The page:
If there is a problem with Madame Curie it’s that this is a very slow film. The drama comes, literally, from water evaporating from a bowl at one point. Additionally, it’ is almost a foregone conclusion of what will happen. Many (and moreso at the time of the filming) will know that the Curies were awarded the Nobel Prize for physics in 1903. We know they discovered radium. So the moment when it appears that all of their work has gone for naught is less tension-filled than it should be.

But really, that’s the biggest issue here. Madame Curie is well-written and well-acted. It’s just not that exciting. This isn’t the sort of film you eat popcorn to and it was never intended to be that. It’s a good story, though, and worth seeing if only to understand the true level of sacrifice necessary sometimes for scientific advancement.

Why to watch Madame Curie: Because science kicks ass.
Why not to watch: It’s slow.


  1. I liked this film a lot. I was amazed that a movie made in the 1940s not only gave science a serious presentation, but also showed how critical a woman was to this major contribution. Yes, this was reflecting real life, but bios back then had no issues whatsoever with presenting something other than the truth and the fact that they didn't make Pierre the "real" scientist and Marie just the person who took his notes was somewhat of a surprise to me.

    And as you wrote, it shows the painstaking labor and time they devoted to this discovery. They didn't just look into a microscope and see something new. They believed there had to be something there (numbers don't lie) and they kept working until they found it.

    If I had a daughter with even a smidgen of interest in science the two films I would try my damndest to get her to watch would be Contact (1997) and this film.

    1. Damn, I forgot something. I was going to start my comment with "Good heavens Miss Sakimoto, you're beautiful!"

      Better late than never, I guess.

    2. Now if I can just work in a Wall of Voodoo reference one of these days...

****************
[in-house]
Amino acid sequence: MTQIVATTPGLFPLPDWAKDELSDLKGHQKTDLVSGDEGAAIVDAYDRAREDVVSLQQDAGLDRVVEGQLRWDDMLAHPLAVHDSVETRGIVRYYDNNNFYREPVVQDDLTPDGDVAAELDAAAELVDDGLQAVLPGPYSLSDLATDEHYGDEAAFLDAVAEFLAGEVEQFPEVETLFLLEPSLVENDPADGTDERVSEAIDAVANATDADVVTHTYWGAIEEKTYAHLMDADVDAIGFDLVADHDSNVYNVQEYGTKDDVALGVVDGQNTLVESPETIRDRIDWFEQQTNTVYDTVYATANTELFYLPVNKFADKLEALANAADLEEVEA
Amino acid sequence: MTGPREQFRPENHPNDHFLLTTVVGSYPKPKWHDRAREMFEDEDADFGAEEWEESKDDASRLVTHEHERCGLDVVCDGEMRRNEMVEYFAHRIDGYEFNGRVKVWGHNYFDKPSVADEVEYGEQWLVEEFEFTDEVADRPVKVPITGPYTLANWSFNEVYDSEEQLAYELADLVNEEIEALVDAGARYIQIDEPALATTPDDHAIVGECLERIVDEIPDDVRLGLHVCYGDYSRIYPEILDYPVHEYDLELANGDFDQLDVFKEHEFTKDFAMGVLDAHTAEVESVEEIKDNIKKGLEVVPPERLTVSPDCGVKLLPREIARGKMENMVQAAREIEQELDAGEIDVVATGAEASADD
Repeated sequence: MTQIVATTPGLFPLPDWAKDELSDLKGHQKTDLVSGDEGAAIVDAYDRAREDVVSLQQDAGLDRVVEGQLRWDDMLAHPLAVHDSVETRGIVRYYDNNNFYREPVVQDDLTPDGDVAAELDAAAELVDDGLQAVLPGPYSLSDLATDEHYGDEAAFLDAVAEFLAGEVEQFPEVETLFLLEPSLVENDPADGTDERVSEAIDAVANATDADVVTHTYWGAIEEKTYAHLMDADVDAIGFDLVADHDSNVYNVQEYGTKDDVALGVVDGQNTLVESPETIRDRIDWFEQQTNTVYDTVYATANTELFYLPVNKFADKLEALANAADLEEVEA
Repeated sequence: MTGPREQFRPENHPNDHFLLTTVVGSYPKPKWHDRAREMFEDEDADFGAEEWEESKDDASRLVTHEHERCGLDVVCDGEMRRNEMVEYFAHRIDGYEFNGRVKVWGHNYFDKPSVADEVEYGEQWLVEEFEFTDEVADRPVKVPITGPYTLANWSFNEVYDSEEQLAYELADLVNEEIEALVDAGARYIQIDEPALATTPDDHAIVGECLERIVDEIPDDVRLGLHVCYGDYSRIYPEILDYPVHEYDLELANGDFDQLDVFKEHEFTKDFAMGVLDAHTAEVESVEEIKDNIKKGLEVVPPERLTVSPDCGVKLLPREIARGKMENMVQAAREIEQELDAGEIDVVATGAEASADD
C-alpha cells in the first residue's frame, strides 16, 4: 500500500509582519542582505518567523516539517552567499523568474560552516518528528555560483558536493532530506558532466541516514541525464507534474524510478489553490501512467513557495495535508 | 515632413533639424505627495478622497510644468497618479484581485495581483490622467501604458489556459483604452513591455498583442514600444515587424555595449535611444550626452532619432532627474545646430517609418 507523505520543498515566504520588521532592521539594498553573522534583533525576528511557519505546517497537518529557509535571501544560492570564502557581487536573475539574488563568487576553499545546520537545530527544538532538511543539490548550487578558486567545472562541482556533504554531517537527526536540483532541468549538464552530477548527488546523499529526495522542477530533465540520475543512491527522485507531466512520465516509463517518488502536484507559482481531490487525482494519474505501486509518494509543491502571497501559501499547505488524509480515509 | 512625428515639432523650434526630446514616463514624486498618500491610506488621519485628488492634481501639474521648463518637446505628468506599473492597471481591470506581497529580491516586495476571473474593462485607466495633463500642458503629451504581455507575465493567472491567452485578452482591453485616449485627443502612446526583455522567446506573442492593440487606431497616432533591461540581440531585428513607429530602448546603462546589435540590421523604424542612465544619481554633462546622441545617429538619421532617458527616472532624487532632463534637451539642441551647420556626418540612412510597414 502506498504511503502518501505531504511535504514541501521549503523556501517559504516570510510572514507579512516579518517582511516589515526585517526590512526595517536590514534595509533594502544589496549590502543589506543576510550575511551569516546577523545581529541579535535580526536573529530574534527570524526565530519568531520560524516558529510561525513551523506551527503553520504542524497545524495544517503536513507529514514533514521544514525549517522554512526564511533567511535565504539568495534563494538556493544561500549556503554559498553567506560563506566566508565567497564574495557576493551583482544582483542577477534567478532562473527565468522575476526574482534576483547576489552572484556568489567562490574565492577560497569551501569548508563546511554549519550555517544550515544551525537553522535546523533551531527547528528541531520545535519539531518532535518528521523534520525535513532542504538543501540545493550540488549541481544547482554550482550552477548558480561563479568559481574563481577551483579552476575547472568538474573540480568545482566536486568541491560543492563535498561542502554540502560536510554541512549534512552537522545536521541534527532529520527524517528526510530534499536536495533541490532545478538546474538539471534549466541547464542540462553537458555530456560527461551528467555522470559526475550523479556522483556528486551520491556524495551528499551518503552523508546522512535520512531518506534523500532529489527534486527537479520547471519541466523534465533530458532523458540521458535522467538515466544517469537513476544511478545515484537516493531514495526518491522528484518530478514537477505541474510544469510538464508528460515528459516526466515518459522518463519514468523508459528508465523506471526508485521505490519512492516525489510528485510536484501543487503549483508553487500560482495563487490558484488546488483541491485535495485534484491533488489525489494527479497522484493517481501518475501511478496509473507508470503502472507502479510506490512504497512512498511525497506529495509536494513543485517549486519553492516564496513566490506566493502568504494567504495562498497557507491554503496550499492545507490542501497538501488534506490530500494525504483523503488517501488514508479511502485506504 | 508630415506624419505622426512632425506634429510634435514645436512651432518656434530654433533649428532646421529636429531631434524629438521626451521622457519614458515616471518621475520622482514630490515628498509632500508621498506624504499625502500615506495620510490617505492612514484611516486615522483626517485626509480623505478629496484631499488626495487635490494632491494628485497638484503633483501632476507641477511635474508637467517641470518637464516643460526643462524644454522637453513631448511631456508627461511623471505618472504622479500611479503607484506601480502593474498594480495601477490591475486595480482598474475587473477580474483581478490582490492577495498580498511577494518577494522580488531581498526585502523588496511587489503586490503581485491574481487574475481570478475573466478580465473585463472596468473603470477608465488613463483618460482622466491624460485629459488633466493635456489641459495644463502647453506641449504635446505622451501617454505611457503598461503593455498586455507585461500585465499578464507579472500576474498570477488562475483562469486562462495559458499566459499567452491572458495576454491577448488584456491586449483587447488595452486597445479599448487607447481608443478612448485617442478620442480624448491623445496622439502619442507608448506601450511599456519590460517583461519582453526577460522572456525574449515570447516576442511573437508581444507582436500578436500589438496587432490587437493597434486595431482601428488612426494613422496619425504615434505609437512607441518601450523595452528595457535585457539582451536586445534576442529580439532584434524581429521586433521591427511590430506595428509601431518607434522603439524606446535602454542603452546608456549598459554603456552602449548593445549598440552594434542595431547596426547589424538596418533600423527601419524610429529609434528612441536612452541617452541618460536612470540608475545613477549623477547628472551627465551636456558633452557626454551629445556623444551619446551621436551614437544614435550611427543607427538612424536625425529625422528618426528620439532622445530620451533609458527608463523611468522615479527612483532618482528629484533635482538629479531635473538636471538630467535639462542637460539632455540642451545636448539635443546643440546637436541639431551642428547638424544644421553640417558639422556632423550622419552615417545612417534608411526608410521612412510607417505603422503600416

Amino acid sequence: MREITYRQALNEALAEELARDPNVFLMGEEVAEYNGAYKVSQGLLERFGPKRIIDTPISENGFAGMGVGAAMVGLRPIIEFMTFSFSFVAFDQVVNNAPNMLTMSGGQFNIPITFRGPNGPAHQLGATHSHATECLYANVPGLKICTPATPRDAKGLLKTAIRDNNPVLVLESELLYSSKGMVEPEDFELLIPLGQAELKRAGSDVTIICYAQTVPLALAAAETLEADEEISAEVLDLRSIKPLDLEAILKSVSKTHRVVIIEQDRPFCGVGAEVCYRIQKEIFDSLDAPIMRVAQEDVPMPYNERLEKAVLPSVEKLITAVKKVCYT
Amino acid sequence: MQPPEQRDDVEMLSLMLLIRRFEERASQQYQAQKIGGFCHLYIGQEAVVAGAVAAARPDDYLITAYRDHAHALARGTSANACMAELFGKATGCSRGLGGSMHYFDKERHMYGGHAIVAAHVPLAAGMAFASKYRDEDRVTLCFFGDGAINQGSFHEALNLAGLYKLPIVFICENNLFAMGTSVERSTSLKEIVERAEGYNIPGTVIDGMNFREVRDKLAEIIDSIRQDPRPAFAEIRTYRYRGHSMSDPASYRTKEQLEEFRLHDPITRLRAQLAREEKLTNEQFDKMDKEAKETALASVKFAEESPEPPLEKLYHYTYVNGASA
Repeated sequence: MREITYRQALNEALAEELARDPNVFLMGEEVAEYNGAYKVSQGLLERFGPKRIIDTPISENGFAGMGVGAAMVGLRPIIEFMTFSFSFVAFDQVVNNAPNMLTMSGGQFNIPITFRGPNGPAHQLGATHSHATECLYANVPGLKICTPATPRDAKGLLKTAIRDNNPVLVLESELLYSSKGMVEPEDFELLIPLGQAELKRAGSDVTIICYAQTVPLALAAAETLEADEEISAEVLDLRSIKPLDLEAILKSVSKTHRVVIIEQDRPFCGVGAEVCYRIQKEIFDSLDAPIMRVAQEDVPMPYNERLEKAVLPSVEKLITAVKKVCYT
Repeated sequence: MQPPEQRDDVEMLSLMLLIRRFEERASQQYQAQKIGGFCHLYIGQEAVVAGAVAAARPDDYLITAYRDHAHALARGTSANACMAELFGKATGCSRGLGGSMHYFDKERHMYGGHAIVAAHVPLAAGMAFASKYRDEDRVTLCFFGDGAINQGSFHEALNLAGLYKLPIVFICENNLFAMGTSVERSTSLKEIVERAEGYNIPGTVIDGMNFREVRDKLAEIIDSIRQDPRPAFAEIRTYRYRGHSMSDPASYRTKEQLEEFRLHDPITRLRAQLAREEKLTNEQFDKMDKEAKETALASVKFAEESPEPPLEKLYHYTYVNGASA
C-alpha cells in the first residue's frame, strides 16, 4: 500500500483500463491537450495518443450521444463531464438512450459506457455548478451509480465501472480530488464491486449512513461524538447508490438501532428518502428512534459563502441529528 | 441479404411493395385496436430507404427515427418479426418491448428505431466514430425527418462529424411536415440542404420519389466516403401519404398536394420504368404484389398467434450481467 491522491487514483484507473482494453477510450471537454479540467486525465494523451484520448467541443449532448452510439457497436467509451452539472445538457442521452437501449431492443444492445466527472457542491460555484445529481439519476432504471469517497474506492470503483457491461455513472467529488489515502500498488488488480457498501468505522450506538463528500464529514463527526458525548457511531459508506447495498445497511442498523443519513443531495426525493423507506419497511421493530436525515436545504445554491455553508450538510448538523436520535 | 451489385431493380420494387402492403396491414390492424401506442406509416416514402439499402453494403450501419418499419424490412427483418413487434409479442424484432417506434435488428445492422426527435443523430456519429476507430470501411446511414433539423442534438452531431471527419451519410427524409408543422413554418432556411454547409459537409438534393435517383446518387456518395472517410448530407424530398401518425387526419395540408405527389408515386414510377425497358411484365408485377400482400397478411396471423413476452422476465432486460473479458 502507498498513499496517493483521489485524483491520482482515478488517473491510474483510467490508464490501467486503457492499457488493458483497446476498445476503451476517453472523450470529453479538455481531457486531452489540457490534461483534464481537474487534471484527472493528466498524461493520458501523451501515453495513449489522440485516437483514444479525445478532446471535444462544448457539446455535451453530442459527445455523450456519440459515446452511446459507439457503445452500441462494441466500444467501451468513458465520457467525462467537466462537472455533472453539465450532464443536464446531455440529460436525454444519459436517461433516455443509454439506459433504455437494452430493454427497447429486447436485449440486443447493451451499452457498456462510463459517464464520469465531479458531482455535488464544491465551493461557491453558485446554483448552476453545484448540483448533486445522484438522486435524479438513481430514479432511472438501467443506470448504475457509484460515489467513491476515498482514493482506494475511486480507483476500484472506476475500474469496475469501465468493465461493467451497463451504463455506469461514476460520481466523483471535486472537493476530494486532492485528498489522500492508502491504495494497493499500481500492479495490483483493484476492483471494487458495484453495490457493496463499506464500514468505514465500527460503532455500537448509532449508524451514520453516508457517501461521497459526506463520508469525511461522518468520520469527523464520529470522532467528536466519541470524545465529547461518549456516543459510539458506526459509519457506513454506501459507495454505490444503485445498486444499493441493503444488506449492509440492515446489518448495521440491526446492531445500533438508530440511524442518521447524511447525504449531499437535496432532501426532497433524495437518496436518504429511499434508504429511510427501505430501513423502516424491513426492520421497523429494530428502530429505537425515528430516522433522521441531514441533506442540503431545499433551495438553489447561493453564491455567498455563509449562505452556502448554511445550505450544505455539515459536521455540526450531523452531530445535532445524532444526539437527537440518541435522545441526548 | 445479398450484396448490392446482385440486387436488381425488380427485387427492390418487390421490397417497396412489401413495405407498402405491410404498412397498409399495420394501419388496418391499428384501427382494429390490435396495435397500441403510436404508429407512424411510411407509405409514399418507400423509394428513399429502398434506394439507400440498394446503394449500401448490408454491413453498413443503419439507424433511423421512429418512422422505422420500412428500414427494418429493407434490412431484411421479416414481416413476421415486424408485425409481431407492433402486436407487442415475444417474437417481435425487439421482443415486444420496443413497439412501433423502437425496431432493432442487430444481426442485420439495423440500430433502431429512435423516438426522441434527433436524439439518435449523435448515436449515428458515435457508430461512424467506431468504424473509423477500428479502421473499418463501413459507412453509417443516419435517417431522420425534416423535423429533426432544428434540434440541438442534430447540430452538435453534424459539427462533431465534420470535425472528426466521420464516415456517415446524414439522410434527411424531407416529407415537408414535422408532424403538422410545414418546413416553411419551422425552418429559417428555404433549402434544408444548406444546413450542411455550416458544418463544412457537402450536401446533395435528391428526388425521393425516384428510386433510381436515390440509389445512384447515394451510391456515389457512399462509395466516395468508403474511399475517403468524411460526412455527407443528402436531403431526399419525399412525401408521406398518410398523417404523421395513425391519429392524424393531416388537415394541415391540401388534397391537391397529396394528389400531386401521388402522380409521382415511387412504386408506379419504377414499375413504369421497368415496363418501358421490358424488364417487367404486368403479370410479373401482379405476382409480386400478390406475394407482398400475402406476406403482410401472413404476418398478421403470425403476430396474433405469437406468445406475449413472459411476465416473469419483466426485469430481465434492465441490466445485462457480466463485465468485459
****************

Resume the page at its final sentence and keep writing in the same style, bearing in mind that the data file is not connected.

Actually, I completely agree. Neither of my girls is particularly science-y, although both of them do well in the subject and both are pretty solid in math. I've been trying to interest my younger daughter as much as possible in such things and it may be working. She seems to have a minor interest in forensic medicine.

      I wonder how much of the real nature of this story comes from the fact that the real story was known--the film was only a generation removed from the actual discovery, after all, and Curie was less than 10 years dead when the film was released. It does cause me to wonder how the story would have been depicted if it had happened fifty years earlier.

      It's the painstaking nature of it that really impresses me the most in both the real story and the film. It would have been easy to, as you say, have them look into a microscope and see something. Instead, we get the four year slog of boiling down tons of pitchblende for a small stain of radium in a porcelain bowl.

  2. To me, a person with only a mild interest in the subject, this was the essence of a Prestige Project. An important topic about extraordinarily committed people with a real mission to discover something they know is worthy presented in a professional but prosaic fashion. That's admirable but with the stately pace adopted here dull as dishwater.

    I adore Garson and to a lesser degree Pidgeon and Walker but either through direction or reverence for the Curies their performances seem overly sedate and studied.

    1. We'll disagree on this one. I like how much this respects its subject matter and how much attention is paid to the actual science here. Often, when people claim to love science, they really only love the pretty pictures of space and how cool things look under a microscope. Real science is a lot of difficult grunt work, much of which doesn't pay off. I like that we get that reality here.